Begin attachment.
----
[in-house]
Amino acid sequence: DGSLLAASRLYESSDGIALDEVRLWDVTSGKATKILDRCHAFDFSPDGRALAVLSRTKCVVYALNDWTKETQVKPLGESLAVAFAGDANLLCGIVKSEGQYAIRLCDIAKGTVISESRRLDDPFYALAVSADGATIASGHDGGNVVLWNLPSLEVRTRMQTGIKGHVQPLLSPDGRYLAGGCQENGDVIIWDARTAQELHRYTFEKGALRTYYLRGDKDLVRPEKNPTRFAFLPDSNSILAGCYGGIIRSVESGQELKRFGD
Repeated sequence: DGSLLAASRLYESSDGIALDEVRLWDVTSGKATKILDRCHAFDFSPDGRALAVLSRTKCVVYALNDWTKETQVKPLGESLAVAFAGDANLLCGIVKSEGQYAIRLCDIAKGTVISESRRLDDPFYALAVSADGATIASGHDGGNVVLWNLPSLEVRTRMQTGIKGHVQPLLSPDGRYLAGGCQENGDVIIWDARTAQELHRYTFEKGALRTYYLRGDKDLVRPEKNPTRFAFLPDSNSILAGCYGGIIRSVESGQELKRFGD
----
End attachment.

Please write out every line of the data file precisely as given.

[in-house]
Amino acid sequence: DGSLLAASRLYESSDGIALDEVRLWDVTSGKATKILDRCHAFDFSPDGRALAVLSRTKCVVYALNDWTKETQVKPLGESLAVAFAGDANLLCGIVKSEGQYAIRLCDIAKGTVISESRRLDDPFYALAVSADGATIASGHDGGNVVLWNLPSLEVRTRMQTGIKGHVQPLLSPDGRYLAGGCQENGDVIIWDARTAQELHRYTFEKGALRTYYLRGDKDLVRPEKNPTRFAFLPDSNSILAGCYGGIIRSVESGQELKRFGD
Repeated sequence: DGSLLAASRLYESSDGIALDEVRLWDVTSGKATKILDRCHAFDFSPDGRALAVLSRTKCVVYALNDWTKETQVKPLGESLAVAFAGDANLLCGIVKSEGQYAIRLCDIAKGTVISESRRLDDPFYALAVSADGATIASGHDGGNVVLWNLPSLEVRTRMQTGIKGHVQPLLSPDGRYLAGGCQENGDVIIWDARTAQELHRYTFEKGALRTYYLRGDKDLVRPEKNPTRFAFLPDSNSILAGCYGGIIRSVESGQELKRFGD